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Cardiorespiratory Fitness – How to Measure and Improve It?

Cardiorespiratory fitness is best reflected by oxygen uptake and its utilization during maximal intensity exercise. The greater the peak oxygen uptake (VO2 max.), more efficiently the individual burns oxygen and thus more efficient is the functioning of his/her cardiorespiratory system and hence more is the cardiorespiratory fitness.

Aerobic capacity can also be calculated using the heart rate response from a submaximal exercise test. These submaximal tests have the added benefits of being much cheaper and do away with need of presence of clinicians and exercise physiologist to conduct the test. Thus, submaximal tests can be done in a ‘fitness centre setting’ and by qualified personal trainer.

How do they measure oxygen uptake?

There are various ways in which oxygen uptake can be measured. Metabolic equivalents, however, remains the mainstay of measuring O2 uptake.

Better known as METS, a metabolic equivalent is energy expenditure at rest which comes out to be 3.5 ml of O2 per kg body weight times minute.

Thus, 1 METs = 3.5 ml O2/ Kg x min.

To normalize for gender and age differences, regression formulae have been designed by researchers to accurately predict VO2 max from submaximal exercise testing.

Tests to measure cardiorespiratory fitness

Some of the tests that can be used to measure cardiorespiratory fitness are the 2.4 km run test, the Astrand treadmill test and the multistage bleep test. While these tests are usually reserved for athletes or fitter people, tests like the Cooper 1.5 mile walk/run test can be used for sedentary or unfit people.

Cooper 1.5 mile walk/run test

This test involves timing your client over a distance of 1.5 miles.

Equipment needed:

  • a flat and smooth course
  • a stop watch
  • odds and ends like forms to record client details and results of the test

Method:

  • Client warms up with light jogging and stretches
  • When ready the client runs, jog or walks to complete the course
  • Result is recorded to the nearest second
  • Compare with age and gender specific norms to know the fitness level and VO2 max.

You can also calculate the VO2 max., METs and fitness level utilizing this awesome application form EXRX.

How to improve your cardiorespiratory fitness?

Coach Brian Mackenzie has outlined ways to increase oxygen uptake and thereby your fitness levels. He outlines Astrand’s workout methods for this purpose:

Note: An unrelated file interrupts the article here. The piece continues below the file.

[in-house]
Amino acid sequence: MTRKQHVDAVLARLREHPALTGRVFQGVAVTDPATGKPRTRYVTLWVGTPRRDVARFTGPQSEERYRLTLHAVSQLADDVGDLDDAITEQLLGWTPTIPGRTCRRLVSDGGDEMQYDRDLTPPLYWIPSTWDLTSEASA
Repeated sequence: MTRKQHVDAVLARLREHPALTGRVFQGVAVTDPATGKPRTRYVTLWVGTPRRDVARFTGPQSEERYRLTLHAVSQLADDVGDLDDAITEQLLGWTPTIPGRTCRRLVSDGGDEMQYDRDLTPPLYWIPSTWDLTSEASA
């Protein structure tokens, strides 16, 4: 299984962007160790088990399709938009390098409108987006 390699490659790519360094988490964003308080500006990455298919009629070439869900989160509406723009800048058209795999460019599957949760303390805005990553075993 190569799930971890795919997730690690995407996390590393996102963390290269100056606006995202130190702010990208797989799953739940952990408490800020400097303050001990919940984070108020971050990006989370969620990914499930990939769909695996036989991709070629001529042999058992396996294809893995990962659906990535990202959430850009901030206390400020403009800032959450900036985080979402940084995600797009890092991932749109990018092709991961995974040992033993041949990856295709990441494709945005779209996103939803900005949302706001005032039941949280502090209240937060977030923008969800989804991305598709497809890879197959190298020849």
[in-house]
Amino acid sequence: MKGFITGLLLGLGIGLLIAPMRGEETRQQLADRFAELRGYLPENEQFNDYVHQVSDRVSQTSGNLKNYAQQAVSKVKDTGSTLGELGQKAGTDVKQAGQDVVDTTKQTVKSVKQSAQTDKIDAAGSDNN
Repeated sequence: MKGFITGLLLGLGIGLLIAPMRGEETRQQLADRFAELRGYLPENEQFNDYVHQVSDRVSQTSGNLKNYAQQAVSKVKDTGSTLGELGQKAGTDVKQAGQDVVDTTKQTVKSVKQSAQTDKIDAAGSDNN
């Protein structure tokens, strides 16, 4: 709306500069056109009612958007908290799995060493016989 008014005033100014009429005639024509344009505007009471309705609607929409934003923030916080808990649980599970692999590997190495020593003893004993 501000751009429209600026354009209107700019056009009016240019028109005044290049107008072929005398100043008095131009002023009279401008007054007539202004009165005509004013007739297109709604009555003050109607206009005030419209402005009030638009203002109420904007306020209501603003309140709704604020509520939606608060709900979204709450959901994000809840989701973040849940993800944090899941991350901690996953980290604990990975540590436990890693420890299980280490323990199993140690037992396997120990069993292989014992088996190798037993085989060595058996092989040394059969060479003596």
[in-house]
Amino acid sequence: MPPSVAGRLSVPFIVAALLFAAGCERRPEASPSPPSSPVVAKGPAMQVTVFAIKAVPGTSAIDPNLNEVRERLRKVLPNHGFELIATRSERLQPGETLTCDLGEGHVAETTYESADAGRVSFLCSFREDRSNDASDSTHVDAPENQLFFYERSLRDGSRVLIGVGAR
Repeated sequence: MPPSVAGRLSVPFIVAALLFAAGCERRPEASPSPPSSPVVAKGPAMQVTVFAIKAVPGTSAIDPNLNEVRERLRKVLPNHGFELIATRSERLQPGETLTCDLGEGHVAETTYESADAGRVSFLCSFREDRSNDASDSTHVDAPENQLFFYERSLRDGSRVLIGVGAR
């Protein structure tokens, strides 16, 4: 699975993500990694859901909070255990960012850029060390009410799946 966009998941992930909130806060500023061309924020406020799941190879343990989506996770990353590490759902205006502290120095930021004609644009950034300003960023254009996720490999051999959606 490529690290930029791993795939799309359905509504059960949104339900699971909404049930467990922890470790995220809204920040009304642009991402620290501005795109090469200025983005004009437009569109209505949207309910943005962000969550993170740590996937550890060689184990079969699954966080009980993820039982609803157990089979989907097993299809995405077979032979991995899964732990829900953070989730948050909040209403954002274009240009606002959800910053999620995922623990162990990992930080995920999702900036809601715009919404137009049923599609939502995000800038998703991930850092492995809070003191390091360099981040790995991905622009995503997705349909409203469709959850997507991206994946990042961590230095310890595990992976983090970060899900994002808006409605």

Method used to train for 10k:

  • Sprint at maximum velocity for 5 minutes
  • Measure the distance covered in those 5 minutes
  • Rest for 5 minutes and run the same distance covered at a pace which is 20% slower – this should correspond to your 10k race speed
  • So if you cover 1900 metres going flat out in 5 min, you should aim to cover that distance in 6 minutes
  • Practicing at that time will increase your VO2 max.

To know training methods for other distances, click here.

Notwithstanding the benefits that these training methods deliver, recent research suggests that short burst interval training may have a bigger advantage in improving VO2 max. Although the underlying mechanisms are not very well-understood, anecdotal as well as research seems to support this idea overwhelming.

Thus, although the above mentioned methods can improve cardiorespiratory fitness, it would be more beneficial if the training methods more closely imitate the pattern of movement associated with an athlete’s sports.





Dr Deepak S Hiwale

Dr Deepak S Hiwale, a.k.a ‘The Fitness Doc’ specializes in sports medicine in addition to being an elite personal trainer. He currently runs an elite personal training company in West London. As a sports injury and fitness writer-presenter, he tries to disseminate as much knowledge as possible for the benefit of all. MBBS (University of Pune); MSC, Sports and Exercise Medicine (University of Glasgow); Diploma in Personal Training (YMCA Dip. PT, London). Circle Deepak on Google+!



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